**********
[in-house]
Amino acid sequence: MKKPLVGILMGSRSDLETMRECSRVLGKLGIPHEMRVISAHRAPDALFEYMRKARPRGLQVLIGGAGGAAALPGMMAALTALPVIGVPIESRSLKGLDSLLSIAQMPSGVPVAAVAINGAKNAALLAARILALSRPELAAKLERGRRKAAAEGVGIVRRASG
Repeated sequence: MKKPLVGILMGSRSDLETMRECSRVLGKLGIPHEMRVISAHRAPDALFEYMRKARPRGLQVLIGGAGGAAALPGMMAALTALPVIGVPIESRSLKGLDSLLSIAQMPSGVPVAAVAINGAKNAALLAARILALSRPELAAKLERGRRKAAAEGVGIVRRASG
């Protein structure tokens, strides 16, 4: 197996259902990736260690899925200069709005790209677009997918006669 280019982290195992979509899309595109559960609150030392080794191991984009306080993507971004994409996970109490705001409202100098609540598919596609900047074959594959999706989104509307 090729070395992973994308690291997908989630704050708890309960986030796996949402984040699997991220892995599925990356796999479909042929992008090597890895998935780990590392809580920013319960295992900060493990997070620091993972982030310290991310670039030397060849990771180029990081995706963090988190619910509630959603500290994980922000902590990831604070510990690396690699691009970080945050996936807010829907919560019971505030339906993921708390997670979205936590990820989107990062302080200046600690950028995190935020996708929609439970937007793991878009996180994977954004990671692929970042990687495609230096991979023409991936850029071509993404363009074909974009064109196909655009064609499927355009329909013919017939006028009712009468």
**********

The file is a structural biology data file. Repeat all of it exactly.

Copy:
[in-house]
Amino acid sequence: MKKPLVGILMGSRSDLETMRECSRVLGKLGIPHEMRVISAHRAPDALFEYMRKARPRGLQVLIGGAGGAAALPGMMAALTALPVIGVPIESRSLKGLDSLLSIAQMPSGVPVAAVAINGAKNAALLAARILALSRPELAAKLERGRRKAAAEGVGIVRRASG
Repeated sequence: MKKPLVGILMGSRSDLETMRECSRVLGKLGIPHEMRVISAHRAPDALFEYMRKARPRGLQVLIGGAGGAAALPGMMAALTALPVIGVPIESRSLKGLDSLLSIAQMPSGVPVAAVAINGAKNAALLAARILALSRPELAAKLERGRRKAAAEGVGIVRRASG
């Protein structure tokens, strides 16, 4: 197996259902990736260690899925200069709005790209677009997918006669 280019982290195992979509899309595109559960609150030392080794191991984009306080993507971004994409996970109490705001409202100098609540598919596609900047074959594959999706989104509307 090729070395992973994308690291997908989630704050708890309960986030796996949402984040699997991220892995599925990356796999479909042929992008090597890895998935780990590392809580920013319960295992900060493990997070620091993972982030310290991310670039030397060849990771180029990081995706963090988190619910509630959603500290994980922000902590990831604070510990690396690699691009970080945050996936807010829907919560019971505030339906993921708390997670979205936590990820989107990062302080200046600690950028995190935020996708929609439970937007793991878009996180994977954004990671692929970042990687495609230096991979023409991936850029071509993404363009074909974009064109196909655009064609499927355009329909013919017939006028009712009468």